Tiktok; I had actually decided to just continue using the shields and not worrying about it for as long as needs be, but then it started to really hurt with the shields! I think that sometimes she ends up clamping down around the "nipple" of the shields which then clamps on the base of my nipple, and ends up very sore. And I found it hard to encourage her to latch better onto the shields because the nipple bit was so big. However, I am still using them if it gets too painful and am making sure they are always in my nappy bag in case! smile
Scandichick; thanks, that is encouraging to hear as you hear/read so many things about nipple shields being evil etc and at one point my supply suddenly dwindled in one breast and i was convinced it was the shields (of course it wasn't, and it had evened itself out now!) which freaked me out! It's always encouraging to hear that it does work long term so I don't need to stress about that. I've also had a lot of milk spraying everywhere in the last couple of days!!! :/
Danger mouse; I was also thinking too today that at some point I might start combination feeding to give myself a bit of a break sometimes, as I do find expressing can make me sore as well. So good to hear it's working well for you smile I think I'll give it a few more weeks just to ensure my supply is really established.
Thanks again for all the encouraging words smile

tiktok Sat 26-Mar-16 10:18:27

Different shields might help? Some types come in different sizes. Check internet. Sounds like yours are too narrow at the end of the nipple bit and maybe too short.

tinkerbellvspredator Sat 26-Mar-16 10:27:57

i had similar issues though nipple shields didn't work for me. You said you've tried laidback position (biological nurturing?). I found that doing that but almost upright, so sitting in a chair rather than bed, worked better for getting baby to position well and go for a big latch. Only worked for us while he was little once bigger we changed to other positions.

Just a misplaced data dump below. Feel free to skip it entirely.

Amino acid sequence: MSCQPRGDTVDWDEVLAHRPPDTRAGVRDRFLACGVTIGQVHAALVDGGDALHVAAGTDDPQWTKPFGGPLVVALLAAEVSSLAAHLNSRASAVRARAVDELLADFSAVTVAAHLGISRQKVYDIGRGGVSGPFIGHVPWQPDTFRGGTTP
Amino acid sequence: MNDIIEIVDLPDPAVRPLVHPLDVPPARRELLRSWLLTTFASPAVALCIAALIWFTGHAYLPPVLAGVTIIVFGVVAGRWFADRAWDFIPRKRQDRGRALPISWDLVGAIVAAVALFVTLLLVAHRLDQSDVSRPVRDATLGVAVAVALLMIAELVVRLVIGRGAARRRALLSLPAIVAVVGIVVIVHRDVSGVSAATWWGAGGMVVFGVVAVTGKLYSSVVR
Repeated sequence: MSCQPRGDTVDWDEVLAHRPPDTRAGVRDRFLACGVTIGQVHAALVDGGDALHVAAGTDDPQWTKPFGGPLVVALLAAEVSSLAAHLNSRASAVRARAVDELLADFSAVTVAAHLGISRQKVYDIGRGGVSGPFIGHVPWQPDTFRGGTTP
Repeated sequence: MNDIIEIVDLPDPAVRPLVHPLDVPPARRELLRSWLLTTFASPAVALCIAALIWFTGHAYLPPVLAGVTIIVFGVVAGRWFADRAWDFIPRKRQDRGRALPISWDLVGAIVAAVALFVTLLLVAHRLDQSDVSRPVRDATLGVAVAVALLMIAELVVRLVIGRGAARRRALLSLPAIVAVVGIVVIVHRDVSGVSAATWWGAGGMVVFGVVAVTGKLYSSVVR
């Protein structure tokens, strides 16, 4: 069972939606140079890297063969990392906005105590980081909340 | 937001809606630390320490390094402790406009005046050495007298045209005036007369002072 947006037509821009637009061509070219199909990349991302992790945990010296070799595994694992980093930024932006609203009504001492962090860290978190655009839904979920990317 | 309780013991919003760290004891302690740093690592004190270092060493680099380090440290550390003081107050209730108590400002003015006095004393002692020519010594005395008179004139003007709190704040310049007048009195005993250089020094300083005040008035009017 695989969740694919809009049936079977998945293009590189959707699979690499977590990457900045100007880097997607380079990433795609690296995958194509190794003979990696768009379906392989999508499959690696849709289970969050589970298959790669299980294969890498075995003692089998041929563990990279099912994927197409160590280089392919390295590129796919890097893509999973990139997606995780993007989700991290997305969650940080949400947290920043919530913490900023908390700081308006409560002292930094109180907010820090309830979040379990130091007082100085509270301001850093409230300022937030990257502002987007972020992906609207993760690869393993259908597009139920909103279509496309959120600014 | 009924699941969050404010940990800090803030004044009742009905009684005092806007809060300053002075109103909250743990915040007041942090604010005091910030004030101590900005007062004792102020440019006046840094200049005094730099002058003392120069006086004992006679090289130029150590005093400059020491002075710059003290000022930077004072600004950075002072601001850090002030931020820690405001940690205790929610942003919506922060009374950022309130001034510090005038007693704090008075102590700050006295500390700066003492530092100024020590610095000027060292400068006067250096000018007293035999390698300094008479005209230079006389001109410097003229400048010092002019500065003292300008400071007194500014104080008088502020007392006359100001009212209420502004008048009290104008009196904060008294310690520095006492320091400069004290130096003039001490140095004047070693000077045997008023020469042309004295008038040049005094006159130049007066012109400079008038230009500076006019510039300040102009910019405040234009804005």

Badoodle Sat 26-Mar-16 10:37:51

I had similar issues with feeding my first baby. I gave up around 8 weeks, as it was just making life so miserable all round , so you are doing really well to keep at it and stay positive.

Just a word of caution about expressing. I found an electric pump just gave me an over-supply and made my violent letdown even worse. My DS was pulling back spluttering and choking at every feed.

I would also say - stick with anything that works. So if thats the shields, thats fine. I also had masses of intervention - NCT BF counsellor, La Leche, HV etc - and none of their suggestions helped. Breastfeeding is definitely an art, not a science, and what works for one person might not work for the next - no shame in that.

MentalMum1 Sun 27-Mar-16 23:24:06

Tiktok, I think I have every variation of nipple shield going!! ;) my favourite is a Medela one and although I was using the medium I also have the large, which the LC said was too big for baby's mouth but she still got a decent feed through it so I guess I've the option of using that again if the medium is still hurting. It's easy to forget all the choices/tools I have when in the throes of pain and frustration!!